Have you ever said or done something that felt like it served you in the moment but horrified you later? Chances are, you were led on by impulsivity. It’s a trait many of us have, at least in certain circumstances. It’s hard to keep from buying chocolate when you’re in the candy aisle of the grocery store, and it’s equally as challenging to hold yourself back from sending an impulsive email. But when you do fall down the rabbit hole of impulsivity, it can feel terrible. Often, you find yourself ashamed and ruminating on your regrets. It’s a loop and it’s closely related to the craving cycle, which causes you to give in to the urge to drink.
Impulsivity can be defined as a “rash response in situations where a considerate response is more appropriate” and often leads to acting in the spur of the moment, not focusing on the task at hand, and not planning or thinking carefully. When you break it down at the biological level, impulsivity involves failing to inhibit a potentially risky impulse. From a cognitive perspective, it is the inability to inhibit behavioural impulses and thoughts. One of the most significant challenges about impulsive tendencies is that the individual who experiences impulsivity cannot evaluate the consequences for themselves or others. They may not even know that they are acting impulsively because impulsivity has a way of tricking you into thinking that you are taking the most essential action.
There are three components of impulse:
It’s essential to know how to reign in impulsivity to avoid risky and negative outcomes. That’s where the pause button comes in. The pause button is just as it sounds—a break from stimulus. You might go for a walk, lie down and engage in box breathing, turn off your devices, or take some time before you take action or respond. It gives you the space you need to evaluate, reflect, and decompress before reacting.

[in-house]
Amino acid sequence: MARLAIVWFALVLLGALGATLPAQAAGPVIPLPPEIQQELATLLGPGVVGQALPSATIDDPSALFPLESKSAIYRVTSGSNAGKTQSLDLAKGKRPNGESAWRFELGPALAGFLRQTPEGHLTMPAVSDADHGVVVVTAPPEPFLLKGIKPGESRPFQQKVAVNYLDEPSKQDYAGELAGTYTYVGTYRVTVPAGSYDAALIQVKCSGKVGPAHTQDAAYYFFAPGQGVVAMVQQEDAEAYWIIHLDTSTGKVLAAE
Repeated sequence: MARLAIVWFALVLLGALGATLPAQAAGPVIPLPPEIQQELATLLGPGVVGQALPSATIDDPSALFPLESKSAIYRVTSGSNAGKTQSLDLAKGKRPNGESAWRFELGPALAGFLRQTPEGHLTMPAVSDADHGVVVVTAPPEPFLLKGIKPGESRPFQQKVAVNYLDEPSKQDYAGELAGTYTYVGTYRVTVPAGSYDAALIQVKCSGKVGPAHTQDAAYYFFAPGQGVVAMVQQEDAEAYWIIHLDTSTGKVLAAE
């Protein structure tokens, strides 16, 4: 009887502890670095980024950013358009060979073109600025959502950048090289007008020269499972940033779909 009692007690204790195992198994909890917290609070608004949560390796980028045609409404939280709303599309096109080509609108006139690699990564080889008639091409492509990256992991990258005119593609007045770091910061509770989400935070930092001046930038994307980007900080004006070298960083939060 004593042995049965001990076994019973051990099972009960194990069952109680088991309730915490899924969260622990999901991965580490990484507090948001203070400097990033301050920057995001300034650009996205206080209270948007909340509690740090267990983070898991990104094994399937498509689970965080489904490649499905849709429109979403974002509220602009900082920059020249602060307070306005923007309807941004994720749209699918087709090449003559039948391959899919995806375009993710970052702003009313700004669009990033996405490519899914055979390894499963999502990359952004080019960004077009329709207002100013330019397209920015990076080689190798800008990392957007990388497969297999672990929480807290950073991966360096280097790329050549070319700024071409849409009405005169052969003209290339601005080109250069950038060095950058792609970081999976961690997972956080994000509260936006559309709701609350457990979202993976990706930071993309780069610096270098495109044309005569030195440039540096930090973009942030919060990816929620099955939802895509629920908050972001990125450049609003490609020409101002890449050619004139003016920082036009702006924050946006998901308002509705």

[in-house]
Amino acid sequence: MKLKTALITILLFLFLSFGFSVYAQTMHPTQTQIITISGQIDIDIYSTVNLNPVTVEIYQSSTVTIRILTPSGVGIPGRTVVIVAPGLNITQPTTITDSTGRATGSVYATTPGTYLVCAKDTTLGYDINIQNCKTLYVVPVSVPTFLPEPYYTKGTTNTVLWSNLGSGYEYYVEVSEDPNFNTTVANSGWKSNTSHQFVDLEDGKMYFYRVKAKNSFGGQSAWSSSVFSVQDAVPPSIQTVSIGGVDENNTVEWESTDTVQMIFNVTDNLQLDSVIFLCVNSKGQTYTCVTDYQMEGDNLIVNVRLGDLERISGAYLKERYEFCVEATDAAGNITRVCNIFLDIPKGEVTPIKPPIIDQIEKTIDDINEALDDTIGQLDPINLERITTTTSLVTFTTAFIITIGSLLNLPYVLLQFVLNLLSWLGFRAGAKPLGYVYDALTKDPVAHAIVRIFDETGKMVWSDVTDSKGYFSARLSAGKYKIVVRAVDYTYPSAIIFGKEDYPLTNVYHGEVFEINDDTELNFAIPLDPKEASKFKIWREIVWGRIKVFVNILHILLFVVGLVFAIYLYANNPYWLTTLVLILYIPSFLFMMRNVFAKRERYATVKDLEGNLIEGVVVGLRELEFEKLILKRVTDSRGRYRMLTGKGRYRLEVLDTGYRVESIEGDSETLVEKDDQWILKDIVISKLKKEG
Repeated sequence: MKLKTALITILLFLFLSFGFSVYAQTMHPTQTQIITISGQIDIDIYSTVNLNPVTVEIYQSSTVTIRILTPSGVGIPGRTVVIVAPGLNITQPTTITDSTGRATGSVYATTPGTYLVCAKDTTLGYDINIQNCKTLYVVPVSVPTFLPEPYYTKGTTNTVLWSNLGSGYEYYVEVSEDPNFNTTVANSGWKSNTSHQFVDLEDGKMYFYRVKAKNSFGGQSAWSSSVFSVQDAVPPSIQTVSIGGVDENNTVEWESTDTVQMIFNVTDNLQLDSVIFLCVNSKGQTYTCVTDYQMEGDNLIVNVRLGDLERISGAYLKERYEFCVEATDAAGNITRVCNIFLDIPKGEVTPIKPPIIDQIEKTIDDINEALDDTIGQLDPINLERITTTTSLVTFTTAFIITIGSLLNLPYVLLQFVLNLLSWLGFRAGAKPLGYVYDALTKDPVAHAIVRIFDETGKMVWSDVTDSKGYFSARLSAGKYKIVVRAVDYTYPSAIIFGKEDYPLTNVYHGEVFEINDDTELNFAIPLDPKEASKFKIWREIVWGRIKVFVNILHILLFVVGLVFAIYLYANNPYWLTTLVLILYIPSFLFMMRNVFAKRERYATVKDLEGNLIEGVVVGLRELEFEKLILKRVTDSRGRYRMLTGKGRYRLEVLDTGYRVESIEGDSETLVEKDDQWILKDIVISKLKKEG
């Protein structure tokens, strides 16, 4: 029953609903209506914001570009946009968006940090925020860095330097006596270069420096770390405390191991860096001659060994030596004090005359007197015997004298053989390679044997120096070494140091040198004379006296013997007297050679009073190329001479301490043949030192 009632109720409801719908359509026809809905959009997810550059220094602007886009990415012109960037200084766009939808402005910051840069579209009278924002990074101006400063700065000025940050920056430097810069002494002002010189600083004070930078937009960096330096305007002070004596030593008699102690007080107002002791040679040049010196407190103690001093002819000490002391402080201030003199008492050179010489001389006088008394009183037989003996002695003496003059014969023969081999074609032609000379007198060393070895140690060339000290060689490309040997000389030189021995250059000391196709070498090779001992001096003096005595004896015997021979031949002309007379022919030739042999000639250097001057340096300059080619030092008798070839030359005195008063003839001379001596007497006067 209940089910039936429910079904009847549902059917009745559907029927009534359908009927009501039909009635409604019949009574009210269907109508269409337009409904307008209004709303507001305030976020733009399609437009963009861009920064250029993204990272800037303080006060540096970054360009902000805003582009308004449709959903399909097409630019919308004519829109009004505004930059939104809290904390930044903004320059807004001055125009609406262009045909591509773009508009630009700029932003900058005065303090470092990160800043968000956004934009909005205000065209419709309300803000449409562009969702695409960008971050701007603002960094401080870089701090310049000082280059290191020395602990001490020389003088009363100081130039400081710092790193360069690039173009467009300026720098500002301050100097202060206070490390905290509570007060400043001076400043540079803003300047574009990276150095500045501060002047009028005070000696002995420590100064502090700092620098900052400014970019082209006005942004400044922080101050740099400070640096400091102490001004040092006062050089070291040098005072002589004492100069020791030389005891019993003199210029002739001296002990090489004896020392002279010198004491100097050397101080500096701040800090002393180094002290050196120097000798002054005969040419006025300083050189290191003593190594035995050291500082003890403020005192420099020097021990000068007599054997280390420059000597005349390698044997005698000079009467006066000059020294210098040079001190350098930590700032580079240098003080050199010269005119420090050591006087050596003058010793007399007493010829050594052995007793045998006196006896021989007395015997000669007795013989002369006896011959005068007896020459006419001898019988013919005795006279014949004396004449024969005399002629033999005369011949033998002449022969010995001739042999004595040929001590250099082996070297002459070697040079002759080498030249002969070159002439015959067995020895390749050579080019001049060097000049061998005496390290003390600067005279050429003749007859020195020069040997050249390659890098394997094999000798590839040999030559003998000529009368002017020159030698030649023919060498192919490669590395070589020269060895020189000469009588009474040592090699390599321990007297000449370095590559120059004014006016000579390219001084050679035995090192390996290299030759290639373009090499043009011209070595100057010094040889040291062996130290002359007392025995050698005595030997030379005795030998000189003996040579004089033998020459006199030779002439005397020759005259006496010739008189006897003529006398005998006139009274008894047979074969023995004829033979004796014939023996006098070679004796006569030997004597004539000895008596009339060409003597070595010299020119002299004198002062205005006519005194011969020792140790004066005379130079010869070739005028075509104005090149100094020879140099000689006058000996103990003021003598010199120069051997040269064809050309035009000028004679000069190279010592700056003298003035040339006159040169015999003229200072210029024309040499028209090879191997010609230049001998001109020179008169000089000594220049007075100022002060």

The pause button is most effective when you engrain it into your reaction system as a pattern. This means that each time you are driven to action, you remind yourself to take an intentional pause, and over time, this behaviour becomes automatic. This is especially useful when it comes to drinking. Impulsivity is a significant risk factor for initiating and continuing alcohol use. It can be provoked by acute intoxication as well as long-term substance use. Studies have shown that highly impulsive individuals use alcohol to regulate negative emotional states. This is not surprising since the brain regions of impulsive behaviours and emotional experiences overlap. When you take a pause, you can identify and label your emotion. It allows you to make a different and healthier decision. In other words, you get ahead of the emotion and the drive to action. When you take a pause, it’s an opportunity to identify your emotions or how you’re feeling. Oftentimes, our mood can indicate our behaviours and it’s another way to take action in our journey to change.
This week, commit to using the pause button. When you get heated and feel the drive to act as your craving system kicks in, commit to taking a small break. You can walk around the house, hold a plank, close your eyes, or throw a toy for the dog for ten minutes. Interrupting your impulsive mental state is often enough to slow you down, allow you to reassess, and change your course. It can be challenging, but it is also helpful to check in with a family member, friend, or colleague about how they perceive your impulsivity. An outside perspective can be the best real-time input on your emotional and cognitive state. As well, your confidante can play the role of an accountability partner and keep you on track. Impulsivity is alluring at the moment, but it has painful aftermath. The pause button can give you the grace you need to show up as your best self.
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